Ruf Estimates of Levels of Giftedness: Part I

Deborah Ruf, PhD
12 min readNov 14, 2023

An Introduction to the Concept of Levels of Giftedness

I originally published a version of this paper in 2004 before my first book was released. That book was called 5 Levels of Gifted: School Issues and Educational Options and formerly titled Losing Our Minds: Gifted Children Left Behind). Through my own experiences reading Substack posts, and whatever I read before that, I’ve learned I don’t really want to read each one every day and I really don’t want it to be too long. So, I’ve divided this piece into Parts I and II (November 2023). This Introduction pertains to the whole paper. Part II will focus on the actual milestones and early behaviors and interests of the gifted children at each level. Keep in mind, just like standardized testing, there are no real cut-offs or absolutes. Also, schools and their approaches to meeting the needs of their students have not appreciatively changed since I wrote my first book.

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Introduction

Any parent who has more than one child knows that regardless of the way they parent or what they provide for their children, the children are different from one another in many, many ways. Although certain characteristics certainly run in families, the looks, temperaments, abilities, talents and interests of each child are usually at least somewhat dissimilar between them. Even our school systems acknowledge that children vary in their learning abilities; but at the same time that we recognize that children are different from one another, we set up school instructional and social situations that treat them as though any differences are either small or nonexistent. The problem may be that there is little or no understanding in schools of how vast the learning differences are.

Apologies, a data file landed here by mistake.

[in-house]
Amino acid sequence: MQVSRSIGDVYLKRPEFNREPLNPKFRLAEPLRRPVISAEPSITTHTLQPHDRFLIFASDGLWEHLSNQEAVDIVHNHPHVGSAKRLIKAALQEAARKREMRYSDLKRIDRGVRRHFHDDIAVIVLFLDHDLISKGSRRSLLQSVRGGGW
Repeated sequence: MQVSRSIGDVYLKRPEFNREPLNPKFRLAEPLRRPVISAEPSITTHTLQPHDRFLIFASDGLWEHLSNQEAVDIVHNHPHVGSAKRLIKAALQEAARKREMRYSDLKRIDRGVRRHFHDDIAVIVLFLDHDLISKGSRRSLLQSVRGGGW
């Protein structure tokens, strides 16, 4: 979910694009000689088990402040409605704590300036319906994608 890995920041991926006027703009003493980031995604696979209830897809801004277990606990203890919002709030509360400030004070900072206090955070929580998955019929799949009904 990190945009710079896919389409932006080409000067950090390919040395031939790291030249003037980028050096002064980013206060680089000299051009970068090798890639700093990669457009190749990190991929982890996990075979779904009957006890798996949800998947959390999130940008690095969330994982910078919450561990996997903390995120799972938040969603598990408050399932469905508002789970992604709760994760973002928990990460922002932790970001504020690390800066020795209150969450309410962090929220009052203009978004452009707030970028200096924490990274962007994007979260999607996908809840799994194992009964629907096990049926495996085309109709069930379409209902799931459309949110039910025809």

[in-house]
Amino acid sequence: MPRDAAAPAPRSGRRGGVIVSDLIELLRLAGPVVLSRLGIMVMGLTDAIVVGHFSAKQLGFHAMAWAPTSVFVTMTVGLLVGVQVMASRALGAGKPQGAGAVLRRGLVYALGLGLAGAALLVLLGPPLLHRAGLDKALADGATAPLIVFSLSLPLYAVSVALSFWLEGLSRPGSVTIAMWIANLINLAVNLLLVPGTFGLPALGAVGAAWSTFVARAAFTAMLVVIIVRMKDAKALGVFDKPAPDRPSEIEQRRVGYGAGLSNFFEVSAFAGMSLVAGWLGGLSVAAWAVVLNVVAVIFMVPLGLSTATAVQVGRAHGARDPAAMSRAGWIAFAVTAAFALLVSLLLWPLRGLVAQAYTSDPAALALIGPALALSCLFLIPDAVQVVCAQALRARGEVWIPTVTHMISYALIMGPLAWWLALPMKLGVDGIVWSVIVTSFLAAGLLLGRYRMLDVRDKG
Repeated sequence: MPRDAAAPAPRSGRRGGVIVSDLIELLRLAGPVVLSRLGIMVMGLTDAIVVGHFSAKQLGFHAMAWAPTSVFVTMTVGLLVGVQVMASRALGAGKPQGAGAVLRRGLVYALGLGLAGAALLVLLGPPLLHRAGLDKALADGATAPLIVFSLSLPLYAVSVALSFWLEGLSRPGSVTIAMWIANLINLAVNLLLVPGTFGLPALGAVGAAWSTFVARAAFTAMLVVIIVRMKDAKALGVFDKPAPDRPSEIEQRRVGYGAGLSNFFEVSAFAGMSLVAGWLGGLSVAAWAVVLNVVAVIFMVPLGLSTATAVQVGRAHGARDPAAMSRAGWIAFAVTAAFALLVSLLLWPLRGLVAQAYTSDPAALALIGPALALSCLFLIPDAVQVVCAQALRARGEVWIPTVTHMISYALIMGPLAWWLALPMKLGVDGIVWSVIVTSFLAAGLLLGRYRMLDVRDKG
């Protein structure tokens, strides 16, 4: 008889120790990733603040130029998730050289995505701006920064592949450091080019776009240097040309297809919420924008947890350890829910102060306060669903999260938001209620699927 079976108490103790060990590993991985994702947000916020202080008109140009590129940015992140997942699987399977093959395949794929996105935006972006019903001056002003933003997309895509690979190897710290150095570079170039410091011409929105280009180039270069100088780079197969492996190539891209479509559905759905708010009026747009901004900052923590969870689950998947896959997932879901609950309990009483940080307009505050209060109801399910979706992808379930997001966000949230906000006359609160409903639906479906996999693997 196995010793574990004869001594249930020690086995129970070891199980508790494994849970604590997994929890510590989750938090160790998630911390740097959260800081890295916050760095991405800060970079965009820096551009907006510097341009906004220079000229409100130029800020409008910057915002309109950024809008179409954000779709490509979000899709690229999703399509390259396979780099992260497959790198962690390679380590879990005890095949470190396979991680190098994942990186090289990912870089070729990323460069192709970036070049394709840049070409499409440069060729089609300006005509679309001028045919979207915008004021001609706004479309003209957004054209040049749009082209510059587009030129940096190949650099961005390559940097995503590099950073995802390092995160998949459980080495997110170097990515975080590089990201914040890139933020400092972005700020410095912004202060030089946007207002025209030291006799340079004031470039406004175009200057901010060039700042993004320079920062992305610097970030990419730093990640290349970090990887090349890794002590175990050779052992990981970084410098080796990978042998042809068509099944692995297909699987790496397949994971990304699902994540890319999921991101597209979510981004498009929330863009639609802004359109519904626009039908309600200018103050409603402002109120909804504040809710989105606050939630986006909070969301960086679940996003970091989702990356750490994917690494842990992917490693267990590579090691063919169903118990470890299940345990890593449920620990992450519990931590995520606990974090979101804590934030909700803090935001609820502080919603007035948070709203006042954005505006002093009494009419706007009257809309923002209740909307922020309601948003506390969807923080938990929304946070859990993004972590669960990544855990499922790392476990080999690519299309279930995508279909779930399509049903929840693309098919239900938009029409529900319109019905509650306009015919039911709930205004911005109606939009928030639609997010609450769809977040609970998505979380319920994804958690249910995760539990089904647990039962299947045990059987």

The customary method of grouping children for instruction in schools is heterogeneous (mixed ability) grouping and “whole class” instruction. Despite considerable evidence that the achievement span among children of the same age can be — and usually is — quite significant[1], children are almost always strictly grouped with others who are the same age as they. The intellectual differences between children of the same age…

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Deborah Ruf, PhD

High Intelligence Specialist & Writer, Dr. Ruf writes about highly intelligent people from birth to very old age. www.fivelevelsofgifted.com